Bea was not only bitten by the dog show bug, she possessed the insight and creativity to adeptly promote Newfoundlands in a wide range of venues. In 1938, five year-old Ch. Mark Anthony of Waseeka, CDX, known as Tony, qualified for inclusion in AKC’s Blue Book of Dogs. Although it was originally intended to be an annual to showcase outstanding dogs, this 159 page hardbound book became their only foray into commercial publishing. Dogs were included based on their “excellence in the field, ring, or on the track.” Tony qualified in 1937 in a way that was so new; it didn’t even bear mention in this description. He became the first Newfoundland to earn a CD, and the breed’s only CDX qualifier at that time. These were not the only talents described in his profile, “Trained to carry a knapsack, he would travel two miles daily for mail and groceries. Broken to cart and also used in the Newfound­land sled team of Gladys Shipman’s Dude Ranch for Dogs. His rescue work at Big Bear Lake in California was also the subject of a 1936 Universal Pictures newsreel Coastwise Life-Saving Corps.” Later that year, group winner Ch. Cleopatra of Waseeka scored of 97 out of 100 in one of AKC’s first obedience test, to earn the Pillicoc Trophy, awarded annually to the highest scoring CD titleholder.

Bea’s Personal Taste of the Newfoundland’s Lifesaving Work

Ch. Coastwise Steamboat Bill not only became a top producer, he dramatically reinforced the Newfoundland’s lifesaving reputation. The Coastwise Lifesaving Corps had already been featured in a newsreel. Bea got a personal taste of the breed’s legendary ability when her car overturned on a mountain road. Thrown into a snow bank, Barry lay next to her in the snow providing comfort and warmth for several hours. Even after help arrived he refused to leave her side until she ordered him to guard her coat. Her misadventure has become a part of Newf lore.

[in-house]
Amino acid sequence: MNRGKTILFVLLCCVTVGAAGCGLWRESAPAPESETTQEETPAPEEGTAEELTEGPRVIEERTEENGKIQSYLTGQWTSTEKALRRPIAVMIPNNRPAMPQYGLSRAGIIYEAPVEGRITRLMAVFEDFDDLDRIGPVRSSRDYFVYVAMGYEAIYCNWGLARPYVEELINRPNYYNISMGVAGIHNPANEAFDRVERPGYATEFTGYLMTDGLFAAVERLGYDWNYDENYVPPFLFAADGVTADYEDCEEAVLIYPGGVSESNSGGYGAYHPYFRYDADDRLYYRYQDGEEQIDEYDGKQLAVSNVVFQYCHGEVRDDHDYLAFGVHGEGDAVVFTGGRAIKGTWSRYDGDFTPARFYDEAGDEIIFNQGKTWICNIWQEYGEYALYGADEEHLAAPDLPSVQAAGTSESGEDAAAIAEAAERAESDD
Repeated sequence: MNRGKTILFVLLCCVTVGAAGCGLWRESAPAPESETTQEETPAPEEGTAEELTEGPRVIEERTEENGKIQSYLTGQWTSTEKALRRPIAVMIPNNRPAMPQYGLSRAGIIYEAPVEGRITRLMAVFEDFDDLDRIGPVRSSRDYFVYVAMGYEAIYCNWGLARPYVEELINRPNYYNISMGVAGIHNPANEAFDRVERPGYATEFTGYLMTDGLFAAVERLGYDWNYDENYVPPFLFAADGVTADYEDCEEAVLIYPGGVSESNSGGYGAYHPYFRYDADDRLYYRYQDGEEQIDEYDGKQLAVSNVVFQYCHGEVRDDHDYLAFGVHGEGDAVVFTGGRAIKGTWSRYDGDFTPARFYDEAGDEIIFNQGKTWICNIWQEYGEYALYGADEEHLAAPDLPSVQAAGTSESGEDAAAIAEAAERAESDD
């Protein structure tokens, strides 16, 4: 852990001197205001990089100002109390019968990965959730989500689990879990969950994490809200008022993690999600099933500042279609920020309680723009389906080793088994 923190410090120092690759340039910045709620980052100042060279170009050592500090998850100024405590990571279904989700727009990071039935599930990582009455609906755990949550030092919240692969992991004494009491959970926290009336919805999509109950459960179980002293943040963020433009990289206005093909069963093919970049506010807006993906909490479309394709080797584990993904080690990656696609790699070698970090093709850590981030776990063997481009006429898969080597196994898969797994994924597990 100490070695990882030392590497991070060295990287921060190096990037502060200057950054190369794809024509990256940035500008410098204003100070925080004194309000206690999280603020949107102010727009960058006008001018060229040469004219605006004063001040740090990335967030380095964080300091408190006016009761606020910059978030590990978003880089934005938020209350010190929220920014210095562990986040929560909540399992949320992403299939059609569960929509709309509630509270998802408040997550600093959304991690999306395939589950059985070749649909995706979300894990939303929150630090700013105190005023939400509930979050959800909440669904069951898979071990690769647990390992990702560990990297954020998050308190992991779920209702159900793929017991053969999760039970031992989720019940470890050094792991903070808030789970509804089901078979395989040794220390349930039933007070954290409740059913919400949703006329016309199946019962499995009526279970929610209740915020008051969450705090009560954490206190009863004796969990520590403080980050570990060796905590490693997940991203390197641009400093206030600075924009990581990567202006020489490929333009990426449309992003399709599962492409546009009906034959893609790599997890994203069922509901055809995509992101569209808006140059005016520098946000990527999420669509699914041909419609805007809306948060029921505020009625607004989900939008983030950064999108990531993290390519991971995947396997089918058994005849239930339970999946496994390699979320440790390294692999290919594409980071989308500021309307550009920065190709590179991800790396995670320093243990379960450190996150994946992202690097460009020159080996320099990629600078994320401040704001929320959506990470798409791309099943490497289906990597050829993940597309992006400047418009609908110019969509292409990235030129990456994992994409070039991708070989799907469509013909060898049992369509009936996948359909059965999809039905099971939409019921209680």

The magnitude of this achievement can be gauged by examining it within historical context. Bea and Loring were converts to the sport long before AKC sanctioned it and Bea was on record predicting that, “obedience tests started in the East will soon sweep the country, and what more fitting medium is there for showing off the ability of these dogs? Anyone who has gone into the show ring with a hundred pounds of untrained puppy on the other end of the leash appreciates the difference between showing a dog who will pose and heel at command, and obedience tests seem to be a step in the right direction toward this end. A Newfoundland, while not as alert as a Shepherd or Doberman, is very willing to learn and never forgets his lesson once he understands what is required of him.” (Dogdom Monthly, July 1936)

In Europe, obedience had been promoted by training clubs since the early 1900s and demonstrations were popular features at shows. The sport developed some momentum in America after WWI thanks to GSD and Doberman fanciers who founded working breed clubs similar to those in Germany. But Helen Whitehouse Walker, of Bedford Hills NY, pushed it to mainstream acceptance in this country. She became familiar with obedience while traveling in England to procure stock for her famed Carillon Standard Poodle kennel and began promoting it as something that could be taught to any breed by any owner. Thanks to her efforts, it became an official AKC event in 1936. That year, 18 obedience tests were held in conjunction with shows and 33 dogs, representing nine breeds, earned CD titles. Mark Anthony claimed a place for Newfs. In 1937 it shifted into high gear. Almost 300 dogs representing 48 breeds competed in 70 obedience tests and AKC awarded 85 CDs,20 CDX, 4 UD titles.